Preparing kids for an addition to the family

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Author: 
Beth Hall
Source: 
Focus on Adoption magazine

This interview with renowned adoption expert Sharon Kaplan Roszia provides strong insights for adoptive parents.

What do parents need to consider when trying to prepare children already in the family for a new arrival?

The key issue in talking to children is honesty. As adults, we must watch our language and be sure we are saying exactly what we mean and what is true. Young children take words very concretely. We cannot talk about an adoption plan from a hoping stance—we must always stay in the present. The first step is to analyze for ourselves exactly what is happening. Then begin planning how to discuss it with your child or children. The variables will be the age of the child you are talking to and whether or not that child was adopted.

What can parents can say to their children during the process?

With very young children, you can only prepare them for the possibility that a baby may be sleeping here at our house. Even with six- to eight-year-old children, parents need to be very careful if discussing the possibility that this baby could be a hoped-for sibling. I recommend telling children that you are “planning to take care of a baby,” because anything beyond that is often wishful thinking that children cannot distinguish from a promised reality.

Adoption wisdom

"Use caution when talking about adoption to a younger child--don't talk about it as though it's a sure thing and that it will result in a sibling." -Sharon Kaplan Roszie

Use this process as an object lesson in adoption. Parents can talk about adoption as something they began thinking about long before it happened. Explain to the child that it is something that has to be just right for everybody. A foundation can be laid in the getting-ready process. I feel it is important to emphasize getting ready for adoption rather than outlining exactly when, how and who will choose to place a baby with your family. Otherwise, there is the possibility the child will hold him- or herself accountable for a long wait or a change in placement plans.

If there is a birth parent in the picture, you can say something like, “Someone has introduced us to a lady named [birth mother’s name], who is pregnant. She is trying to make a very important decision about raising this baby herself. We will be getting to know each other. After the baby is born, she will look her baby in the eyes and know what is best for her baby.” Always emphasize that the decision she is making has to be best for her child, making it clear that that choice has nothing to do with you, the parents, or the children already in the family. “Everybody knows we are a good family, you and us. This is a really big decision for her, and she has to be sure what is right for her baby.” Children often will want to apply to themselves whatever you are talking about. With birth children, this will allow you to explain and talk about their birth and your certainty that you did want to and were able to parent them. With adopted children, it is an opportunity to talk about their birth parents, your meetings with them and their decision to place the child with you to parent.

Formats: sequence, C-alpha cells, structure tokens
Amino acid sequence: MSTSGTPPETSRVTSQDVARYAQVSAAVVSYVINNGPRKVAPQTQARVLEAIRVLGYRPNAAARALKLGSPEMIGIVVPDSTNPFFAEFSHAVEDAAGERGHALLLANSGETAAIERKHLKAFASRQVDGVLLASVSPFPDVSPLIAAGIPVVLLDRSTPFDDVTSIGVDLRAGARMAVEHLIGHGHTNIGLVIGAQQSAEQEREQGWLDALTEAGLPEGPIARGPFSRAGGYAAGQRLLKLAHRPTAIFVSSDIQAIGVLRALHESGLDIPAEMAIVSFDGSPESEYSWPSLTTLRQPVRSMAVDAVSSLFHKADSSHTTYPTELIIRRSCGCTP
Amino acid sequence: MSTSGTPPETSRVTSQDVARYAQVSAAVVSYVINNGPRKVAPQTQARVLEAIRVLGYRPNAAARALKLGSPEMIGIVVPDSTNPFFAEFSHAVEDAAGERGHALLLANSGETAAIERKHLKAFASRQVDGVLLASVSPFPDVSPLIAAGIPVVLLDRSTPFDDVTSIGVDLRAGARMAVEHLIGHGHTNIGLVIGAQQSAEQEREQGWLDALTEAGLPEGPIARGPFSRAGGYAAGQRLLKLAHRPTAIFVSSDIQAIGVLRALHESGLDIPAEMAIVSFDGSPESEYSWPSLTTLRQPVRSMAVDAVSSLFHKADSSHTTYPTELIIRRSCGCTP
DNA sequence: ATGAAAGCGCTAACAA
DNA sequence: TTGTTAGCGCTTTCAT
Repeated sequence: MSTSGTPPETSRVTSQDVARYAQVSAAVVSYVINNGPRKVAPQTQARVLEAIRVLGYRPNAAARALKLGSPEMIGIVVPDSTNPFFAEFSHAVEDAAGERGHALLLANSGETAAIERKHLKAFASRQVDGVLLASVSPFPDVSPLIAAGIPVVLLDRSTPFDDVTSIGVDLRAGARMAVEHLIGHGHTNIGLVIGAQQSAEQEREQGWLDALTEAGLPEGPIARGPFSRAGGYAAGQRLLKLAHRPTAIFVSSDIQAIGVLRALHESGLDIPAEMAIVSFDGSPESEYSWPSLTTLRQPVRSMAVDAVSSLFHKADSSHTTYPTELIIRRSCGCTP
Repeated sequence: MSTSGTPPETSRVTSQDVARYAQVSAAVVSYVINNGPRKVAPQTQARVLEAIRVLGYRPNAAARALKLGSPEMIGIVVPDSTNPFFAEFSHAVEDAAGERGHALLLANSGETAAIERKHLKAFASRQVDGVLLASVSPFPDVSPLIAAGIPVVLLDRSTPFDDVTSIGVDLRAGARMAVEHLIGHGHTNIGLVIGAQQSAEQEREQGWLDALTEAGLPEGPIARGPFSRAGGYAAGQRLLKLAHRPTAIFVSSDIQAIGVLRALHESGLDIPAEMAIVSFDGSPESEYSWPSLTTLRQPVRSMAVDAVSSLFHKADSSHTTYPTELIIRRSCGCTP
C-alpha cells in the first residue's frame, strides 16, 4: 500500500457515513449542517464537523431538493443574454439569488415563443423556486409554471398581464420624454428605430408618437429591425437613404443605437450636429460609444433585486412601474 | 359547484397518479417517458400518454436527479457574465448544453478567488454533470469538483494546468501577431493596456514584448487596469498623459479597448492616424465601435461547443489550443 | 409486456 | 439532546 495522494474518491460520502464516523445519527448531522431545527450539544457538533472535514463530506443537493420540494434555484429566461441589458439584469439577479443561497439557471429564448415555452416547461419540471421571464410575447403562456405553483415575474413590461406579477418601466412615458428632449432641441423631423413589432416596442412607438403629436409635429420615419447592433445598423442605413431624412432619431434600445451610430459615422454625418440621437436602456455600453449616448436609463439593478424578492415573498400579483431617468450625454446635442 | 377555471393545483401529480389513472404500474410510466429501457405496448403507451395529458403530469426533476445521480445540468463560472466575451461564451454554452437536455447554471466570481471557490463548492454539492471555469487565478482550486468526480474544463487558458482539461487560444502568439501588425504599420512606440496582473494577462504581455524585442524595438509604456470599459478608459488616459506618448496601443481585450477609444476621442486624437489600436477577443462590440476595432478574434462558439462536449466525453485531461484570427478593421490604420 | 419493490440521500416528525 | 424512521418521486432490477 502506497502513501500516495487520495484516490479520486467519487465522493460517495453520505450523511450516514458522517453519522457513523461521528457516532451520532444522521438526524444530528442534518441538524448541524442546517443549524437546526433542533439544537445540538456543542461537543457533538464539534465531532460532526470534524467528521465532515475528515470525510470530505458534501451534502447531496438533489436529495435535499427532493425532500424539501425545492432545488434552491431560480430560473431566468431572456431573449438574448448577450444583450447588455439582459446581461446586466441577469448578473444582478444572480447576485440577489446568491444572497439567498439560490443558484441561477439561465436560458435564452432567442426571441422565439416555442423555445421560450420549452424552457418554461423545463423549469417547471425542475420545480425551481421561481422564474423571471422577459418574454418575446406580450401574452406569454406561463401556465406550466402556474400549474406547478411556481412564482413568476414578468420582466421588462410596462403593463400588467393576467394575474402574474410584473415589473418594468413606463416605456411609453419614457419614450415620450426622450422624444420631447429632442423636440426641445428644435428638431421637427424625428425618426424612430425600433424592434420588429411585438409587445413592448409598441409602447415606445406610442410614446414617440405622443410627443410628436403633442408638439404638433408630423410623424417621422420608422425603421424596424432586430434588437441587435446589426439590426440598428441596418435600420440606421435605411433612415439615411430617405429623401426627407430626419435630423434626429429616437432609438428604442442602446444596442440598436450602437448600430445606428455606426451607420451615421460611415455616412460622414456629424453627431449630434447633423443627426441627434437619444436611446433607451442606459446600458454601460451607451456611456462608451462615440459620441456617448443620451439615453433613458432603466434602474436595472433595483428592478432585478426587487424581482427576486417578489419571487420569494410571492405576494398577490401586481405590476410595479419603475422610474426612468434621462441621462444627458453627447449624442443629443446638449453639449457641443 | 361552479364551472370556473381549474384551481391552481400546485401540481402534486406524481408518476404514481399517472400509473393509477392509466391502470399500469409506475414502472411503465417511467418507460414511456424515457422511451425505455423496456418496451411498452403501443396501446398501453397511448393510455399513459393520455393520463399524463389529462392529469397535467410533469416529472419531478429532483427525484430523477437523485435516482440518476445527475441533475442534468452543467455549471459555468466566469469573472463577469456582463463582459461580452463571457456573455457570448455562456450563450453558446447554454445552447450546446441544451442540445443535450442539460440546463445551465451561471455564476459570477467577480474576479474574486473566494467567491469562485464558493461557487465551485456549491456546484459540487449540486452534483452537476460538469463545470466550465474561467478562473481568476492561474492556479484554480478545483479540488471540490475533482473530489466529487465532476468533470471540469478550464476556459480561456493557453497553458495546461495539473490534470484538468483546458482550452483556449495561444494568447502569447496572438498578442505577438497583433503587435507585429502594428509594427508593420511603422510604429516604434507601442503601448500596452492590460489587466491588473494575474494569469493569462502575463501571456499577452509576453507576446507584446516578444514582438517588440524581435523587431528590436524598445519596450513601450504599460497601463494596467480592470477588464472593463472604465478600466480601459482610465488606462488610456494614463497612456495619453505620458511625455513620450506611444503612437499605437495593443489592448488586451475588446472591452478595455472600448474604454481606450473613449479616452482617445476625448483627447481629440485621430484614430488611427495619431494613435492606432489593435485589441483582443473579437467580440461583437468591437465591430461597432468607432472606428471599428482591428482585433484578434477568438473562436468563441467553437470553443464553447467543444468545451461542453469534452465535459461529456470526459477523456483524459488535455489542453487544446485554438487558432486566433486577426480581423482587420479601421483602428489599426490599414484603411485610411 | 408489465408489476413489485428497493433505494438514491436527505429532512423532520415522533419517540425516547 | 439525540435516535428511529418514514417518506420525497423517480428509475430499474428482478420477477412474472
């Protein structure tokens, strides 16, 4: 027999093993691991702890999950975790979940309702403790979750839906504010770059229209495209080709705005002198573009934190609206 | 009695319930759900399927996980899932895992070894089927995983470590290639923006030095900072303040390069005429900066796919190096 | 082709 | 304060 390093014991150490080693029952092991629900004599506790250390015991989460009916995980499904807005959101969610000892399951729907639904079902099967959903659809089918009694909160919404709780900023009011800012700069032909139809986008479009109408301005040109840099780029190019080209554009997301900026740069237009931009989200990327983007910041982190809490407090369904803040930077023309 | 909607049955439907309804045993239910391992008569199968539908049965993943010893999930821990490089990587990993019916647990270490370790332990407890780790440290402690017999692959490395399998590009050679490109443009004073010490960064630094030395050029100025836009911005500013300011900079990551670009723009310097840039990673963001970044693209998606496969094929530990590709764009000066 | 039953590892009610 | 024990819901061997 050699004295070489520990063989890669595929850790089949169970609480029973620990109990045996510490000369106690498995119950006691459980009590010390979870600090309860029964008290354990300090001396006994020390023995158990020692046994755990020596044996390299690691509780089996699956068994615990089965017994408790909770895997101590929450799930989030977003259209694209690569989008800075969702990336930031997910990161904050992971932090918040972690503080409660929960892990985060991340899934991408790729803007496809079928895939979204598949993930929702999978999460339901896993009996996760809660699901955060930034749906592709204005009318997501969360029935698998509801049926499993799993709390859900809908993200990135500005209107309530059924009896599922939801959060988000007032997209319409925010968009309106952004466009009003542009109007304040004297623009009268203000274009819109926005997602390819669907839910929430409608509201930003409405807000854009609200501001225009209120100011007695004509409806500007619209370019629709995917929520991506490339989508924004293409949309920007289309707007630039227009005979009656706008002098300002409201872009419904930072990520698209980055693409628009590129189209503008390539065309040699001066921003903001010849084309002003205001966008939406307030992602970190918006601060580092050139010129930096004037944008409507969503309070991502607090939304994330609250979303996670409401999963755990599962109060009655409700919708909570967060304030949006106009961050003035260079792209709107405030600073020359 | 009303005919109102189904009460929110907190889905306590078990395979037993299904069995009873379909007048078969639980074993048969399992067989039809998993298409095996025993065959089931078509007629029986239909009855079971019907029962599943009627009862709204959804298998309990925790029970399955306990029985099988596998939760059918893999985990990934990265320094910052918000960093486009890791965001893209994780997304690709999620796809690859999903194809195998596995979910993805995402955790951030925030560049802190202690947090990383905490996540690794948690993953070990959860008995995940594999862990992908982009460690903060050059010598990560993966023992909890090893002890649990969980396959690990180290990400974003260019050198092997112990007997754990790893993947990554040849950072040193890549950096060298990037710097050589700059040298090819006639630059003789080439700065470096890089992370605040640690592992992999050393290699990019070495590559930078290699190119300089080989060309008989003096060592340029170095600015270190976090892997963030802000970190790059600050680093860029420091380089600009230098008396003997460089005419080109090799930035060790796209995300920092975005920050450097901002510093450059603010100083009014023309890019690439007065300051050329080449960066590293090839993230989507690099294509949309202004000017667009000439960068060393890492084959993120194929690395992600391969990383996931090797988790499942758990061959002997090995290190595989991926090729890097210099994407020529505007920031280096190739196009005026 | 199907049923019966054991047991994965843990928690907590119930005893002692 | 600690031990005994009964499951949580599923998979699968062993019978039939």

This is also an opportunity for families to talk about helping other people simply because it is a good thing to do. Emphasize to your child that everything you are doing for the birth parents is given freely, whether they place the child with your family or not. “Our job is to help her while she is trying to decide what is best for herself.” Sometimes adoptive parents have to ask birth parents not to speak with their other children about the adoption as if it is a sure thing until it is in fact completed.

Talking addition to kids

  • Emphasize getting ready for adoption rather than outlining exactly when, how and who will choose to place a child with your family.
  • Convey that, even though the child may be coming home, it is not certain that her or she will be staying with you or become a brother or sister yet.
  • When the birth mother or father actually terminates parental rights (or has them terminated), then you can say that this is a day when a really big decision has been made. “Now we get to be a family forever.”
  • Even with six- to eight-year-old children, parents need to be very careful if discussing the possibility that a child could be a hoped-for sibling. Tell children that you are “planning to take care of a child,” because anything beyond that is often wishful thinking that children cannot distinguish from a promised reality.